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At the same time, it is quite easy to tell an “incubated” alexandrite from a natural one. You can protect yourself from a fake even without any special education or equipment. The first marks of suspicion are: first, the unusual clarity of the stone (total absence of inclusions), especially when the stone is big; second, the peculiarities of its coloring – blue-violet in the daylight and red-violet, almost amethyst one, in the electric light.  Any gemologist in any crudely equipped laboratory will easily tell an artificial “alex” from a natural one. It is hard to tell what will become of the price of a natural alexandrite when this mess is eventually sorted out.

The price of alexandrite is already quite high. With varying success, alexandrite and emerald struggle for the third position in the gemstones’ table of ranks. The price of a 10-15 carat cut stone may reach $20,000 to 30,000 per carat. A quality, one-carat gem costs from $5,000. In this case, it should not contain any visible inclusions and should have a good reversing. The best reversing is from bluish-green to purple-red. These days, the most expensive alexandrite on the market was sold at the Christie’s auction in 1990 for $205,333. It was an oval-cut stone weighing 28.32 carats. Generally speaking, carat-wise (7,250 USD per carat), the price was quite good, because smaller stones rarely cost less than $10,000 per carat.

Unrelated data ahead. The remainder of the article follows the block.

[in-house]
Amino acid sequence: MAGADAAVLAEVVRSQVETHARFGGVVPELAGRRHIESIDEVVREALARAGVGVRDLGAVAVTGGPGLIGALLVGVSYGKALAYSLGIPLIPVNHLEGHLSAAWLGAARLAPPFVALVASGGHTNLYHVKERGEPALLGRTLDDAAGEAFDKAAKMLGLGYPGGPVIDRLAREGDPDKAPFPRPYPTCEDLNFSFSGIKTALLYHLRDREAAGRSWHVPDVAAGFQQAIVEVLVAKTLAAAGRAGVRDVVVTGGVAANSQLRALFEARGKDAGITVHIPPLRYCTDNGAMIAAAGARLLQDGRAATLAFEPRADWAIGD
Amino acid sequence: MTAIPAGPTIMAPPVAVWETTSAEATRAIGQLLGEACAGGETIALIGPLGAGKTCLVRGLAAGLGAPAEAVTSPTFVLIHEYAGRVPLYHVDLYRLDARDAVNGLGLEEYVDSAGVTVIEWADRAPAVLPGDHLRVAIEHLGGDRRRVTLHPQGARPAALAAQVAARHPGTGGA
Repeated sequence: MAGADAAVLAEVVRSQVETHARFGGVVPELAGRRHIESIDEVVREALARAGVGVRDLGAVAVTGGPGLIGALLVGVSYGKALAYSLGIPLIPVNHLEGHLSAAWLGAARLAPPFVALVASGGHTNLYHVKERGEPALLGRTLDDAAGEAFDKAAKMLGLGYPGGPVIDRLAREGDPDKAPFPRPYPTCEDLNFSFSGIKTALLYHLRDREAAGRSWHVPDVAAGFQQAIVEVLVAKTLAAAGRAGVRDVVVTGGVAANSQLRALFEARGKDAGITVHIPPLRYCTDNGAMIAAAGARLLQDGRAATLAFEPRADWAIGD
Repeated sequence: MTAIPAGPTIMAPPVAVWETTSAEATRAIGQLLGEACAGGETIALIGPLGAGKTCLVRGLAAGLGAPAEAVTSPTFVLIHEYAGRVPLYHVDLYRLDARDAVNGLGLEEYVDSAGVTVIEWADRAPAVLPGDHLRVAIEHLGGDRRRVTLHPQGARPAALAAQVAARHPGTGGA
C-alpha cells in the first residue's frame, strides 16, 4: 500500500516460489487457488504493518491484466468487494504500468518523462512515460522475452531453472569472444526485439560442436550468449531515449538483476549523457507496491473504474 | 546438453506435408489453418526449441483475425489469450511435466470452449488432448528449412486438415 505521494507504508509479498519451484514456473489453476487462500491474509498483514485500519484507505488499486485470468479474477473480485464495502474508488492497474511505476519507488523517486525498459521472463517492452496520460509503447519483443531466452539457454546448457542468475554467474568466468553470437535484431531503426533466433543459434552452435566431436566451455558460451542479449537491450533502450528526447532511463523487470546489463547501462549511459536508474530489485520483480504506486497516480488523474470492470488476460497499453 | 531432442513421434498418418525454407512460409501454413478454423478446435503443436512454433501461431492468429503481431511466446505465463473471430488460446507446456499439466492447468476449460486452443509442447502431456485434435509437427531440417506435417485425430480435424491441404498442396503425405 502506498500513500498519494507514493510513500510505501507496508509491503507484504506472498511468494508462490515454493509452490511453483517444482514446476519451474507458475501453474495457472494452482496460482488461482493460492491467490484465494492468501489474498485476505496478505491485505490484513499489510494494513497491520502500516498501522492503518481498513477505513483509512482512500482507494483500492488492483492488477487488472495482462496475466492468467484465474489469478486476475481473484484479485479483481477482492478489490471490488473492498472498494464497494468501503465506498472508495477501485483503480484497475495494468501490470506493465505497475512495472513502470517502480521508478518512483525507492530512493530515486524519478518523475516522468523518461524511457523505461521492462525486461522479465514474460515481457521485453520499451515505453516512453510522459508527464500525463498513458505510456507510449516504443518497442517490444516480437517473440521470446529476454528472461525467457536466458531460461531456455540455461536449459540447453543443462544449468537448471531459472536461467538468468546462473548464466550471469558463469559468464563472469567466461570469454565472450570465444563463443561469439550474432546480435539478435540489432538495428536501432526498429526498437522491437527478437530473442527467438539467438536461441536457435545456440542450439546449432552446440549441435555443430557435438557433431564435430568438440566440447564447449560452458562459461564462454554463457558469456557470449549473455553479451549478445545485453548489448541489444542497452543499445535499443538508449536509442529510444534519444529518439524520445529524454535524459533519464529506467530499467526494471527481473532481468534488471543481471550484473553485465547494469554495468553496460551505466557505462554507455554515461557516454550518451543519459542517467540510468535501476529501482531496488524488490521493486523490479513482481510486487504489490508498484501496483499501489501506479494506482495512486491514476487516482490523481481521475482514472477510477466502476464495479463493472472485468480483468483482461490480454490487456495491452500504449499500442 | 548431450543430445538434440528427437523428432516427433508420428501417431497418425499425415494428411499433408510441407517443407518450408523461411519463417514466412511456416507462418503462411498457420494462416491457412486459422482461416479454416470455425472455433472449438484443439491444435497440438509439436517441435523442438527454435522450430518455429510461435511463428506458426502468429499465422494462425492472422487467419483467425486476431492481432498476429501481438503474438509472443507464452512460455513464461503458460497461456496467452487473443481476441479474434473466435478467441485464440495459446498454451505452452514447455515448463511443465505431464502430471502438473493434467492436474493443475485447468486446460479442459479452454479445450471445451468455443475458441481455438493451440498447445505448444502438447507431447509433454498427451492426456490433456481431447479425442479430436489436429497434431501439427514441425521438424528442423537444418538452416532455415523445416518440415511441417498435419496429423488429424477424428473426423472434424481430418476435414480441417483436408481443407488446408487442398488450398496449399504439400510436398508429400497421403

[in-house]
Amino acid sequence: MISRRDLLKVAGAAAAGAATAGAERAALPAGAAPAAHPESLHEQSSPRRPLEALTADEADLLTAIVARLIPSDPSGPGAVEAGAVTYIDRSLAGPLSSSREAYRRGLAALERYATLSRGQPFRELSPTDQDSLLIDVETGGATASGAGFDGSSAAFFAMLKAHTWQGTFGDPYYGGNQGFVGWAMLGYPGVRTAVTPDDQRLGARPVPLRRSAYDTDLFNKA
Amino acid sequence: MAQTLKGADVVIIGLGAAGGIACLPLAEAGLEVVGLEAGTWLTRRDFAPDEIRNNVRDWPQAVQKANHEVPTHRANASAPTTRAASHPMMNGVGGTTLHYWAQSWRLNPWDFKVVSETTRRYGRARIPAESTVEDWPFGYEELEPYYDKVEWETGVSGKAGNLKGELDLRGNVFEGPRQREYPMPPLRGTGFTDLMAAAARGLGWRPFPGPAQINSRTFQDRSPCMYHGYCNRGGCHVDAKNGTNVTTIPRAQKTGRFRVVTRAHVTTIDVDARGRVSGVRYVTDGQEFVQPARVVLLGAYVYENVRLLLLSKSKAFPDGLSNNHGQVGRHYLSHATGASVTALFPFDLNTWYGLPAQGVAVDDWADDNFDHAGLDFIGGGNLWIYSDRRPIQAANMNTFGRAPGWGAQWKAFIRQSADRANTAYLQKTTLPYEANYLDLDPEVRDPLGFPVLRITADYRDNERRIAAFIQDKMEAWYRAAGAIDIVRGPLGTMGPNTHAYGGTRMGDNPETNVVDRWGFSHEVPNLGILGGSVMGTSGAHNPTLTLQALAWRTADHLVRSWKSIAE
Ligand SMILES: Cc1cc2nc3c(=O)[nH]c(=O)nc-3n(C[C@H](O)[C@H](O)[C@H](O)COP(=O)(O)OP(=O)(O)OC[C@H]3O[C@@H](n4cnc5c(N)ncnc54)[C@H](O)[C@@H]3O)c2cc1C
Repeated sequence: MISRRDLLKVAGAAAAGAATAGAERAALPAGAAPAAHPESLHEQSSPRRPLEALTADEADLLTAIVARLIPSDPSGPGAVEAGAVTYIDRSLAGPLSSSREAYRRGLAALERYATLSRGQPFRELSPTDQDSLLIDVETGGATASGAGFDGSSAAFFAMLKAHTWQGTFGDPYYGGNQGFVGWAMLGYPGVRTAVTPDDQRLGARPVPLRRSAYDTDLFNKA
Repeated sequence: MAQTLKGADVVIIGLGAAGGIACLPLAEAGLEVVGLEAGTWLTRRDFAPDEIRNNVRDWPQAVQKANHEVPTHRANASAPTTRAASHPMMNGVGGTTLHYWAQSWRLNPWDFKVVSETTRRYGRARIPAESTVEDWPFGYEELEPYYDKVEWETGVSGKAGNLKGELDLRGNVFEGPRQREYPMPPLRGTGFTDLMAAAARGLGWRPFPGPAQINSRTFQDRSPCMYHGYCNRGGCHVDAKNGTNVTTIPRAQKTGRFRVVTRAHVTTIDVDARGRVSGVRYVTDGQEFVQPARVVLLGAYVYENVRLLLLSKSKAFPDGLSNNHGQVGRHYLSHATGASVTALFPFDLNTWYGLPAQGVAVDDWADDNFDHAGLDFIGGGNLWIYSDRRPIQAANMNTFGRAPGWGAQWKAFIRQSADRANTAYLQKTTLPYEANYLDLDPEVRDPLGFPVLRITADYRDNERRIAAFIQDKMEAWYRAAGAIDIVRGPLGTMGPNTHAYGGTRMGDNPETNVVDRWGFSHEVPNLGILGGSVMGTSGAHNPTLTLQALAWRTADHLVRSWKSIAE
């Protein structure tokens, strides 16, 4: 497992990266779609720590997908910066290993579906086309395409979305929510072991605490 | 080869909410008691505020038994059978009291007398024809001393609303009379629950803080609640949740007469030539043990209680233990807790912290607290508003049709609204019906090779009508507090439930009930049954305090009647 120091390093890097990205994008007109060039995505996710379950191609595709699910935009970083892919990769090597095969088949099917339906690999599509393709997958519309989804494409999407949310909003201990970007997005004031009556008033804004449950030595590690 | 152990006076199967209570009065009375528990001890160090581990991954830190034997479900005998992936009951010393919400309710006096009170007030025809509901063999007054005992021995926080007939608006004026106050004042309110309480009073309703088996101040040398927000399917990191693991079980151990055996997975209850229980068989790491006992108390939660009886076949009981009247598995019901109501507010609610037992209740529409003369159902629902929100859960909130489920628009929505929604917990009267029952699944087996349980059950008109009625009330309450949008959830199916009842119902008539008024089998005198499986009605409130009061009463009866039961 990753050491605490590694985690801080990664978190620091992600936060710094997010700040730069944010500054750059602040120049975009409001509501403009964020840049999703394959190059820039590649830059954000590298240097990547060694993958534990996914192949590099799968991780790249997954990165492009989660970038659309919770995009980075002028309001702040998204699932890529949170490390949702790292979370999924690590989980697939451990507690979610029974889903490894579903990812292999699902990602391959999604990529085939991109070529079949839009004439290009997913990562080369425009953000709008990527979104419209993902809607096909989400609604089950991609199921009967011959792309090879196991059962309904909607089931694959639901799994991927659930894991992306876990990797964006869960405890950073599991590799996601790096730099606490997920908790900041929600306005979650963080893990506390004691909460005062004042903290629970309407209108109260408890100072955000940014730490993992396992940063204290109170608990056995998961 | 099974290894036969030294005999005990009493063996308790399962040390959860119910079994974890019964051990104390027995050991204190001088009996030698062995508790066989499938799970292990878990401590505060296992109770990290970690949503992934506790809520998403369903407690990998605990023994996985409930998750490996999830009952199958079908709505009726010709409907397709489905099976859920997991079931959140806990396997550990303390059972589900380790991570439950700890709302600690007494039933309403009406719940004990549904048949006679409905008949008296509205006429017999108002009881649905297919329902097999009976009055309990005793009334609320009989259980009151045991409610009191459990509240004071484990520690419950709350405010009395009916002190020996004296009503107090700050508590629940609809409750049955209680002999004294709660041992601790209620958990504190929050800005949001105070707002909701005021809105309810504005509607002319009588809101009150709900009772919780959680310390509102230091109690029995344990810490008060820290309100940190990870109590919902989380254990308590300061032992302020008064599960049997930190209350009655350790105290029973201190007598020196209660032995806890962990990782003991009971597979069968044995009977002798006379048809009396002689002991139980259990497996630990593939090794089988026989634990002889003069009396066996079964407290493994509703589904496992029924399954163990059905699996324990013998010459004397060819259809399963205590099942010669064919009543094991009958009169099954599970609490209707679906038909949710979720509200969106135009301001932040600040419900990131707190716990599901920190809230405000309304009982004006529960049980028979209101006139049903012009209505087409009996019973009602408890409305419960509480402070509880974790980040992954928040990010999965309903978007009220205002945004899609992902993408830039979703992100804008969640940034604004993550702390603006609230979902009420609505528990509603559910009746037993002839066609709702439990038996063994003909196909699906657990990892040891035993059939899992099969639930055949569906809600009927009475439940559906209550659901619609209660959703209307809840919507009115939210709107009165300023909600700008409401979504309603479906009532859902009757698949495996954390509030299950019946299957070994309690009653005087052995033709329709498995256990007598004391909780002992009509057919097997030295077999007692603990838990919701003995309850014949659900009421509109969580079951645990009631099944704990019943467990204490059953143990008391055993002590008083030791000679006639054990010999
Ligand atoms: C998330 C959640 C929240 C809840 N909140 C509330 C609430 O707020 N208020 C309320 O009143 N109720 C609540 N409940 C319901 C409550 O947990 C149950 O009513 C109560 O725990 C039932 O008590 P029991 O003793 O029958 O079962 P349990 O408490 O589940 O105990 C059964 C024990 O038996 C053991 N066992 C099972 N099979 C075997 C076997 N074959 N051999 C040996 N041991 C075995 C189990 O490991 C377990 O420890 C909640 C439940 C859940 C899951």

Still, in spite of its interesting features, alexandrite is used quite rarely in the jewelry business. The inserts made of natural alexandrite in the jewelry pieces are extremely rare, as almost all cut stones go to the gemological collections. The rare items on our market are, as a rule, made abroad; for some strange reason, our Ural stones are treated only by the foreign jewelers. But if you are lucky enough to buy a piece with alexandrite, pay attention to the following when evaluating the stone:

  1. Color change--the rarest and most valuable stones change color from red-purple to bluish-green without any intermediate brown
  2. Intensity of color--the more, the better
  3. Clarity--absence of inclusions
  4. Quality of cut

As a rule, an alexandrite is set into the piece surrounded by small brilliants to help the stone to better showcase its color play. The shine of the brilliants should not overshadow the alexandrite but rather highlight its unique beauty.